However, despite the ideals of Brazilian policies on childbirth and the bases of humanist thinking as premises of these policies, it is clear that in the observed childbirth, there was a high degree of interference in the physiological processes of the woman, under the allegation that such procedures were necessary to help give birth. The successive touches performed on her body, without the patient being consulted or even clarified, showed a quite naturalized form of medical power over certain bodies. In the conversation with the parturient in the postpartum period, the fragility to react against the ways in which her body was controlled was evident: “I did everything that was requested by the health professionals (...) to help us”. This reveals a little of the power relations that were ongoing from her entry into the obstetric center until delivery. Probably time for this woman was of a different order than chronological. It was an emotional time, in which waiting for her child was the only thing that mattered. She seemed to give her body to the interventions without being aware of the violence perpetrated and was aware of the medical power exercised over her body, even granting it legitimacy. The observation of the conduction of obstetric procedures in the UH corroborates the vision of Robbie Davis Floyd (2001FLOYD, D. R. The technocratic, humanistic and holistic paradigms of childbirth. International Journal of Gynecology & Obstetrics, v. 75, n. 1, p. S5 -S23, 2001.) on the biomedical model of childbirth care based on technocratic procedures. It is thought of as a pathological event, practiced within a hospital institution, seen as a place of healing.

A study carried out with 555 women from an exhibition of photographs and videos of childbirth called “Sentidos do Nascer”(senses of being born), shows in the participants' reports that their childbirths occurred with non-consensual interventions, undignified care and resentment of not having received affection, attention, understanding and support from the team during childbirth, which can be termed a form of obstetric violence (LANSKY et al., 2019LANSKY, S. et al. Violência obstétrica: influência da Exposição Sentidos do Nascer na vivência das gestantes. Ciência & Saúde Coletiva, v. 24, n. 8, p. 2811-2823, 2019. Disponível em: https://doi.org/10.1590/1413-81232018248.30102017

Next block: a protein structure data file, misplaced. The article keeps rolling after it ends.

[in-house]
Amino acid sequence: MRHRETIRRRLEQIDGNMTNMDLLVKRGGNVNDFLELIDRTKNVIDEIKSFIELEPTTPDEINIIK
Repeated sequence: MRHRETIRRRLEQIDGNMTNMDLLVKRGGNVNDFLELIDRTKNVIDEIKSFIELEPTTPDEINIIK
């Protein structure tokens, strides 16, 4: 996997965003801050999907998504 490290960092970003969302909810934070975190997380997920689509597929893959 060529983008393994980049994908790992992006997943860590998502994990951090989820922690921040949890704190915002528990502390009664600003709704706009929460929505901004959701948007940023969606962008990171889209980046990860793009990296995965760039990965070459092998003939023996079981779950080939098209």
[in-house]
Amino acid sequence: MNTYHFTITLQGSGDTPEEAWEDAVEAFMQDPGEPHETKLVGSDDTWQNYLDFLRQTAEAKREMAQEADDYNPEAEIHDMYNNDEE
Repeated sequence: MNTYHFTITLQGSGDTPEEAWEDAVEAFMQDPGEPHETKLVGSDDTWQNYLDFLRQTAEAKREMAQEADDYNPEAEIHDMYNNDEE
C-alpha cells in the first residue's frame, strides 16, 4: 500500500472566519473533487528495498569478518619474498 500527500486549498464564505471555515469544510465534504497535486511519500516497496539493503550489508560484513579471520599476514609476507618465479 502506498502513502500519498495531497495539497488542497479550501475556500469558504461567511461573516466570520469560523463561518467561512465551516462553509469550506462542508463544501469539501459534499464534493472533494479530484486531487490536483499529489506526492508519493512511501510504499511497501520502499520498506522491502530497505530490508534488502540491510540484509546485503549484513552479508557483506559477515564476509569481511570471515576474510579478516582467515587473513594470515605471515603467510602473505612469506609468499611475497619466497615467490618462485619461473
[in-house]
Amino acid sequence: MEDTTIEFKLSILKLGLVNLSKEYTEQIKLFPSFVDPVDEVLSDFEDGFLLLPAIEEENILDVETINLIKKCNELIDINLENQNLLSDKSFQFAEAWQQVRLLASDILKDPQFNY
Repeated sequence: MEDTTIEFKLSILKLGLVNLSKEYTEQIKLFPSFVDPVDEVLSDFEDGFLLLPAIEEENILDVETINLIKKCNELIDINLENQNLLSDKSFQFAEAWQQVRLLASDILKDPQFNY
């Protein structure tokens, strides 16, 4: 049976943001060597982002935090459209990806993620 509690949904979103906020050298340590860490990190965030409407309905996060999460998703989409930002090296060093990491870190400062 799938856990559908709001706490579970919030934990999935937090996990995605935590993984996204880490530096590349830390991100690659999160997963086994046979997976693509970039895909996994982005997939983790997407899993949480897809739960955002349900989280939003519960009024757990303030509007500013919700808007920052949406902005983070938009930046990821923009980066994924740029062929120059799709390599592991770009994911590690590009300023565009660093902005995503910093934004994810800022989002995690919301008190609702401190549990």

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). The problem of high maternal and neonatal morbidity and mortality rates, as discussed by LEAL et al. (2014)LEAL, M. C. et al. Intervenções obstétricas durante o trabalho de parto e parto em mulheres brasileiras de risco habitual. Cadernos de Saúde Pública, Rio de Janeiro, v. 30, n. S17-S47, 2014. is emblematic of the challenges to ensure safety, dignity and respect for pregnant.

Proposals that aim at other ways of giving birth, more connected to the choices and preferences of each woman, taking into account their demands, are recommended by the Ministry of Health in the Humanization of Childbirth Policy (BRASIL, 2001BRASIL. Parto, Aborto e Puerpério. Assistência Humanizada à mulher. Brasília, DF: Ministério da Saúde/Febrasgo/ABENFO, 2001. Disponível em: Disponível em: http://portal.cfm.org.br/index.php?option=com_content&view=article&id=23156%3Ap or-oferecer-maior-seguranca-cfm-recomenda-partos-em-ambiente-hospitalar&catid=3. Acesso em: 05 jan. 2020.
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). Therefore, if, on the one hand, there are guidelines that recommend the “construction of a humanistic paradigm” that would make possible an advance in the conditions of childbirth, on the other hand, systematic practices of violation of female bodies were not proscribed. They persist and are naturalized in hospital environments. Perhaps it can be assumed: is there an unavoidable tension between the dignity and safety of pregnant and specialized knowledge?

Final considerations

The realization of ethnography in the hospital formed a kind of biographical commitment with the change of a “social problem”, that of obstetric care crossed by the medicalization of pregnancy. The dual position of insider and outsider followed my researcher-nurse's entire journey, evidencing an insoluble tension, expressed in the passages in which I critically positioned myself regarding unnecessary practices, routinely performed by professionals in that context.